The Catholic Church is not governed by the same regulations as other religions; it does not have to register with the Ministry of Justice and enjoys "public right" ("derecho publico") status. Until March 2000, the only other church body with this legal status was the Antioch Orthodox Church. "Derecho publico" status provides that a church cannot lose its juridical standing administratively; in the case of the Catholic Church, it further means that the body cannot have its status challenged at all. Until March 2000, all other religions, and groups affiliated with other religions, enjoyed "private rights" ("derecho privado"), which allowed for the lifting of status administratively. The Antioch Orthodox Church received its "derecho publico" status in the early 1970's due to a law passed during the administration of former President Salvador Allende. However, its status theoretically could be challenged in court, which is not the case with the Catholic Church.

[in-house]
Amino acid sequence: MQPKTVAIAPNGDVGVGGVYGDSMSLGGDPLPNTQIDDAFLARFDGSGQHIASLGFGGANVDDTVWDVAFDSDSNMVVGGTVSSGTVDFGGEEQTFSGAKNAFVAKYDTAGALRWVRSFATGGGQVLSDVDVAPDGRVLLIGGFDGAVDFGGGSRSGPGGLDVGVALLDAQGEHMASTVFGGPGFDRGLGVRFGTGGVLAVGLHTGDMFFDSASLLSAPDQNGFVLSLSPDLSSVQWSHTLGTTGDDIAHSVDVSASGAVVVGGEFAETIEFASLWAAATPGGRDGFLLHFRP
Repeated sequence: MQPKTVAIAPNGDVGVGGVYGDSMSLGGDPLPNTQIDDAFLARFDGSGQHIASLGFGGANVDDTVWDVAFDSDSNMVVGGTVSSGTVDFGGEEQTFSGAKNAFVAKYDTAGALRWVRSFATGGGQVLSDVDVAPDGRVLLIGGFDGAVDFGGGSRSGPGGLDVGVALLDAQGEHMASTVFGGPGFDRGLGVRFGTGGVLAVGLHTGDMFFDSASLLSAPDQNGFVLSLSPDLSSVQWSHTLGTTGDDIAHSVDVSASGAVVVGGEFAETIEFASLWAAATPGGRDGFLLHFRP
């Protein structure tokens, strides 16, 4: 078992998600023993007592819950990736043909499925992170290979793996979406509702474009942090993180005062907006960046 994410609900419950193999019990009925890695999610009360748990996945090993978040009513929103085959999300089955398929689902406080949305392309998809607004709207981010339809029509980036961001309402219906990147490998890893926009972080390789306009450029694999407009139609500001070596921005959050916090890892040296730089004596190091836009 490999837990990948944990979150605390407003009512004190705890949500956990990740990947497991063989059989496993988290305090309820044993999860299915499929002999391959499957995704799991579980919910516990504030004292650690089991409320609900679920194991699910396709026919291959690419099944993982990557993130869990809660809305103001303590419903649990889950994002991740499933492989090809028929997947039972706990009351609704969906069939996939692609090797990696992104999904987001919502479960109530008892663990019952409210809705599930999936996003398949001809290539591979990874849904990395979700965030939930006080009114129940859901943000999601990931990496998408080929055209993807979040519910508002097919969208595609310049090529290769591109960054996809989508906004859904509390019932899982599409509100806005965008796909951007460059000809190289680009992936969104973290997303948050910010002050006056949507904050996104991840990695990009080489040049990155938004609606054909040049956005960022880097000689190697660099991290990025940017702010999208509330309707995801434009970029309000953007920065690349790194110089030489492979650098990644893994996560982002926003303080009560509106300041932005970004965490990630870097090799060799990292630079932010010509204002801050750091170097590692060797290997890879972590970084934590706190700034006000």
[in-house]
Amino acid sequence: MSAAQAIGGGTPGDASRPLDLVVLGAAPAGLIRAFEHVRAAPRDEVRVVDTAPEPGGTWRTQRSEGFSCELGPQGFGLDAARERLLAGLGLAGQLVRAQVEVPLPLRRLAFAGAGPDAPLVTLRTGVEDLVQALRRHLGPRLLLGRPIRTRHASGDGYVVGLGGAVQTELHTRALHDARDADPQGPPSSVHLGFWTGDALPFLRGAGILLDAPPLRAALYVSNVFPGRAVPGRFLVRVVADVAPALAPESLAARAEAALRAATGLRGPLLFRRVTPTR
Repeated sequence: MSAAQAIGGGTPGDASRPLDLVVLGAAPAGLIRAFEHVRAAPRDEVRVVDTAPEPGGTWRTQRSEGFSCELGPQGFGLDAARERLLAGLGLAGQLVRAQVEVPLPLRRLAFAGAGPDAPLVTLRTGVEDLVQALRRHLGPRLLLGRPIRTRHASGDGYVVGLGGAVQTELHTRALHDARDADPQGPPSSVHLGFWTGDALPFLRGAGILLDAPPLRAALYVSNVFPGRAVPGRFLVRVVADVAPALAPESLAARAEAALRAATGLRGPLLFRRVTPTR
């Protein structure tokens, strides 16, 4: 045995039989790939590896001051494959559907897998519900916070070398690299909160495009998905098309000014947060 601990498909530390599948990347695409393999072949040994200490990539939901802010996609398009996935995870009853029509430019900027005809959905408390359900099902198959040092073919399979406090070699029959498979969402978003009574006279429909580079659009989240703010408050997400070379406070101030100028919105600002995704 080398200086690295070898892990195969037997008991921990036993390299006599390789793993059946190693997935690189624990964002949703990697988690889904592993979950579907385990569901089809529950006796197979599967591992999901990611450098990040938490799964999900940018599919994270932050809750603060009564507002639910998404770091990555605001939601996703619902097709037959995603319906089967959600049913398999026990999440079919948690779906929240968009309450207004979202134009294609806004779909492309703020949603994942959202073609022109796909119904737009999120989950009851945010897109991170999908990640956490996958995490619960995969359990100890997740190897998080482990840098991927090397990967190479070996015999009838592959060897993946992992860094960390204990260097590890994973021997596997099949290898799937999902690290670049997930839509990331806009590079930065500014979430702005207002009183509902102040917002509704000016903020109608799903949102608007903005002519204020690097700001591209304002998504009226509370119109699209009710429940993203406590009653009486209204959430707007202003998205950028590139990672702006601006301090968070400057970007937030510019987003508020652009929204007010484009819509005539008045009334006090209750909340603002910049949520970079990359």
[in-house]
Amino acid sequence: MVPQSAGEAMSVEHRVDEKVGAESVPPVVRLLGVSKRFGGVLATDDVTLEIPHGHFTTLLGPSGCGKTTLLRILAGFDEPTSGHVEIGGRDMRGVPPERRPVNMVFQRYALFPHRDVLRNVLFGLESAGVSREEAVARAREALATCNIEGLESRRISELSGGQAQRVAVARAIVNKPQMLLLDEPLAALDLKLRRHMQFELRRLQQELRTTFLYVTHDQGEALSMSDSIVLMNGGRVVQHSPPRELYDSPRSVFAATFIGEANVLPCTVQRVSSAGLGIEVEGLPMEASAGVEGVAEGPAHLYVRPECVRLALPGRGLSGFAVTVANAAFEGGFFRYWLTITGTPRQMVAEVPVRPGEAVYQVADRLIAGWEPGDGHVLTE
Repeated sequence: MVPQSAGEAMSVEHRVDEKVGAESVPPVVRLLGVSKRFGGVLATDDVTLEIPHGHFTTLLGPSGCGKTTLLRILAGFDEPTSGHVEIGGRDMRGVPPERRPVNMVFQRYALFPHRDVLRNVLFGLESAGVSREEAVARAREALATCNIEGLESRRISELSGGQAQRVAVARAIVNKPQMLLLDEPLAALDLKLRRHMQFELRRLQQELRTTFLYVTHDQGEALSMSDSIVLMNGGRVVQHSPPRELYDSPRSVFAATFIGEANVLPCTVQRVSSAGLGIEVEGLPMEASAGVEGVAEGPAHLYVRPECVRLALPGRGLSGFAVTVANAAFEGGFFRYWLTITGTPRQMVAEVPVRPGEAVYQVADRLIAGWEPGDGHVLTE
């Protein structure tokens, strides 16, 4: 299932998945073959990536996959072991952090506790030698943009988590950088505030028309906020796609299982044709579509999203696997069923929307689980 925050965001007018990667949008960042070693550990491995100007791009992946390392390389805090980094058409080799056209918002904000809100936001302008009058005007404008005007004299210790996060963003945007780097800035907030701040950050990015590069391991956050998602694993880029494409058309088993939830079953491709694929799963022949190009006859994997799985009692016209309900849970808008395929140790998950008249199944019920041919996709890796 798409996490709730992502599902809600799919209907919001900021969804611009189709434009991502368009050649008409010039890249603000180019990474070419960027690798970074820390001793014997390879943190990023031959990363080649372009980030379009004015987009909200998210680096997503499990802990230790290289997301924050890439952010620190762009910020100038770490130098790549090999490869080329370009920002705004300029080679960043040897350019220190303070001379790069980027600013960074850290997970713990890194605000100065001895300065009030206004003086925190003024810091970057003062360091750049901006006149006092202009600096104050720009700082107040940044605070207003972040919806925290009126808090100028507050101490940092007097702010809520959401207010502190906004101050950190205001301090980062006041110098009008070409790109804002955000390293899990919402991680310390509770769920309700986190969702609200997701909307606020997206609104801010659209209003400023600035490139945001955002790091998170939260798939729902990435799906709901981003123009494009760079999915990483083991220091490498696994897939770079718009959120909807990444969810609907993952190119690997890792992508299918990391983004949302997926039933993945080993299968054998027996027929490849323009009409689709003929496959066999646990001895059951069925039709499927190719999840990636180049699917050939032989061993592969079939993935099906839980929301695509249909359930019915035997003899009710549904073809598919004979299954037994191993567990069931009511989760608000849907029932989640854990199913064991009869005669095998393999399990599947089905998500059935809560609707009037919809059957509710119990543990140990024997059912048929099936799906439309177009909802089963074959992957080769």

On July 6, 1999, the Senate approved a new religious law ("ley de culto"). Approval came after the legislation was reworded to make clear that the status historically enjoyed by the Catholic Church would not be affected by the new law. The legislation entered into effect in late March 2000. Among other provisions, it bestows the same legal status ("derecho publico") that the Catholic Church previously enjoyed upon all other faiths. This removed the possibility of other faiths having their legal status challenged administratively (their status still may be challenged in court; reflecting its historical position, the legal status of the Catholic Church may not be challenged legally).

The new religion law removed the ability of the State to dissolve religious entities by decree. Instead, this only may occur after a judicial review begun by a complaint filed by the semiautonomous Council for the Defense of the State (CDE), which is the official entity charged with defense of the State's legal interests.

Some 800 religious faiths and related organizations are registered with the Ministry of Justice. Under the new religious law, the Justice Ministry cannot refuse to accept a registry petition, but it can object to the petition within 90 days on the grounds that all legal requisites to register have not been satisfied. The questioned body then has 60 days to bring itself into conformity with the objections raised by the Ministry or challenge the Ministry's observations in court. The Catholic Church does not have to be registered with the Justice Ministry.

Religious Demography